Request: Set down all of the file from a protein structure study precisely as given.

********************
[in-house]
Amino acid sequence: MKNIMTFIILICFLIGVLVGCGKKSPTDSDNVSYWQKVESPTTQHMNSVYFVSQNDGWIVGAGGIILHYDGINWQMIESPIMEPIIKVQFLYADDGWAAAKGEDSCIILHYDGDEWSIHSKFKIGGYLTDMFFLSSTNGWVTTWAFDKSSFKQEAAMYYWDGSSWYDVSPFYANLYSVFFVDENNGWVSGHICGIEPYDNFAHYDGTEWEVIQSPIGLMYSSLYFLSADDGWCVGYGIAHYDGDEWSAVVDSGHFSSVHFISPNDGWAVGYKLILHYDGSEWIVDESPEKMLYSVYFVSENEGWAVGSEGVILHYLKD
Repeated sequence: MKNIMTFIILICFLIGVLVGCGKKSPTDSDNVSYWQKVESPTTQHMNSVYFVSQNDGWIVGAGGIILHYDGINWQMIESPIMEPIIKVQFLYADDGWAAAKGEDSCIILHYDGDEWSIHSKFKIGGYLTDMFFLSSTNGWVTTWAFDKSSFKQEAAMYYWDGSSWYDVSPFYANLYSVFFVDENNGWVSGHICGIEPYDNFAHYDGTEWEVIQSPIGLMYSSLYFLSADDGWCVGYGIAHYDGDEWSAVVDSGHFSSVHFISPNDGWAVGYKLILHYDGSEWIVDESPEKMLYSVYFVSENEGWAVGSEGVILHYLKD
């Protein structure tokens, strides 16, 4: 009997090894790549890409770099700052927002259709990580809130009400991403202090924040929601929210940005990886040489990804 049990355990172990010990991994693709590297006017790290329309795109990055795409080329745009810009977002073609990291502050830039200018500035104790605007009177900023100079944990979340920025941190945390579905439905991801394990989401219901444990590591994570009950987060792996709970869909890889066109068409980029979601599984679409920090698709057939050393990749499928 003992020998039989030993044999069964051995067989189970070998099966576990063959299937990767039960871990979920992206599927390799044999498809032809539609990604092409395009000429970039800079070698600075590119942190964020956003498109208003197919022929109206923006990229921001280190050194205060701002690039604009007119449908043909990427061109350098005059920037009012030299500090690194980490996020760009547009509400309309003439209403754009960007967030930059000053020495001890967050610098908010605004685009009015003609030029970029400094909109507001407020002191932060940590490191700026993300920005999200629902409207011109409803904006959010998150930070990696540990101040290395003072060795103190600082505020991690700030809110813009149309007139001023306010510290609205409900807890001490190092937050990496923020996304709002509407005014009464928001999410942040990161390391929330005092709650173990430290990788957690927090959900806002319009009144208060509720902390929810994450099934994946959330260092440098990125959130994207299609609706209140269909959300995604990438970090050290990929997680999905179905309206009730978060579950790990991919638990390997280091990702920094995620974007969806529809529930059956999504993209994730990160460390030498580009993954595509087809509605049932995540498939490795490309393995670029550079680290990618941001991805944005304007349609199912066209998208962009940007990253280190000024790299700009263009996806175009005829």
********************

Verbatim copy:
[in-house]
Amino acid sequence: MKNIMTFIILICFLIGVLVGCGKKSPTDSDNVSYWQKVESPTTQHMNSVYFVSQNDGWIVGAGGIILHYDGINWQMIESPIMEPIIKVQFLYADDGWAAAKGEDSCIILHYDGDEWSIHSKFKIGGYLTDMFFLSSTNGWVTTWAFDKSSFKQEAAMYYWDGSSWYDVSPFYANLYSVFFVDENNGWVSGHICGIEPYDNFAHYDGTEWEVIQSPIGLMYSSLYFLSADDGWCVGYGIAHYDGDEWSAVVDSGHFSSVHFISPNDGWAVGYKLILHYDGSEWIVDESPEKMLYSVYFVSENEGWAVGSEGVILHYLKD
Repeated sequence: MKNIMTFIILICFLIGVLVGCGKKSPTDSDNVSYWQKVESPTTQHMNSVYFVSQNDGWIVGAGGIILHYDGINWQMIESPIMEPIIKVQFLYADDGWAAAKGEDSCIILHYDGDEWSIHSKFKIGGYLTDMFFLSSTNGWVTTWAFDKSSFKQEAAMYYWDGSSWYDVSPFYANLYSVFFVDENNGWVSGHICGIEPYDNFAHYDGTEWEVIQSPIGLMYSSLYFLSADDGWCVGYGIAHYDGDEWSAVVDSGHFSSVHFISPNDGWAVGYKLILHYDGSEWIVDESPEKMLYSVYFVSENEGWAVGSEGVILHYLKD
């Protein structure tokens, strides 16, 4: 009997090894790549890409770099700052927002259709990580809130009400991403202090924040929601929210940005990886040489990804 049990355990172990010990991994693709590297006017790290329309795109990055795409080329745009810009977002073609990291502050830039200018500035104790605007009177900023100079944990979340920025941190945390579905439905991801394990989401219901444990590591994570009950987060792996709970869909890889066109068409980029979601599984679409920090698709057939050393990749499928 003992020998039989030993044999069964051995067989189970070998099966576990063959299937990767039960871990979920992206599927390799044999498809032809539609990604092409395009000429970039800079070698600075590119942190964020956003498109208003197919022929109206923006990229921001280190050194205060701002690039604009007119449908043909990427061109350098005059920037009012030299500090690194980490996020760009547009509400309309003439209403754009960007967030930059000053020495001890967050610098908010605004685009009015003609030029970029400094909109507001407020002191932060940590490191700026993300920005999200629902409207011109409803904006959010998150930070990696540990101040290395003072060795103190600082505020991690700030809110813009149309007139001023306010510290609205409900807890001490190092937050990496923020996304709002509407005014009464928001999410942040990161390391929330005092709650173990430290990788957690927090959900806002319009009144208060509720902390929810994450099934994946959330260092440098990125959130994207299609609706209140269909959300995604990438970090050290990929997680999905179905309206009730978060579950790990991919638990390997280091990702920094995620974007969806529809529930059956999504993209994730990160460390030498580009993954595509087809509605049932995540498939490795490309393995670029550079680290990618941001991805944005304007349609199912066209998208962009940007990253280190000024790299700009263009996806175009005829």